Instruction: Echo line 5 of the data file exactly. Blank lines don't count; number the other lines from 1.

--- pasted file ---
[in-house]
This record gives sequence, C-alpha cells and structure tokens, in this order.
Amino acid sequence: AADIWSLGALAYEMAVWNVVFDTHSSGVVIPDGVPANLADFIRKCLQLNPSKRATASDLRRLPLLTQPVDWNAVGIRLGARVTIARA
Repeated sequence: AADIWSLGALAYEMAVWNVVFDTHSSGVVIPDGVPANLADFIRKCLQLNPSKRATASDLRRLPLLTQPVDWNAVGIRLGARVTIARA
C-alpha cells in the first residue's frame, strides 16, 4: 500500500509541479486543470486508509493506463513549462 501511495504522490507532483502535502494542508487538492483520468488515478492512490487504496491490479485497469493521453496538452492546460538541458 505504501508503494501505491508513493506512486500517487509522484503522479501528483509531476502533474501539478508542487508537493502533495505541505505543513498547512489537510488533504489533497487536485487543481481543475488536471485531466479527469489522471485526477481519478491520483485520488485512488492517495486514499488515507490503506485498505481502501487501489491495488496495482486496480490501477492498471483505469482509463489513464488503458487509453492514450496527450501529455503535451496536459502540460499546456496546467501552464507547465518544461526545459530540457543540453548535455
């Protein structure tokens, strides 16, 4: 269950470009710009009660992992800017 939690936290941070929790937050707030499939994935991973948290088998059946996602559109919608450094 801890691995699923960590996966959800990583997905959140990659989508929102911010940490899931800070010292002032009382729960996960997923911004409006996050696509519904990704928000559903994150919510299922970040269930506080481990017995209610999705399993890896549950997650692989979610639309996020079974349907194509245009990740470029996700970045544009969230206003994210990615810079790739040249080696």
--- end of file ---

C-alpha cells in the first residue's frame, strides 16, 4: 500500500509541479486543470486508509493506463513549462 501511495504522490507532483502535502494542508487538492483520468488515478492512490487504496491490479485497469493521453496538452492546460538541458 505504501508503494501505491508513493506512486500517487509522484503522479501528483509531476502533474501539478508542487508537493502533495505541505505543513498547512489537510488533504489533497487536485487543481481543475488536471485531466479527469489522471485526477481519478491520483485520488485512488492517495486514499488515507490503506485498505481502501487501489491495488496495482486496480490501477492498471483505469482509463489513464488503458487509453492514450496527450501529455503535451496536459502540460499546456496546467501552464507547465518544461526545459530540457543540453548535455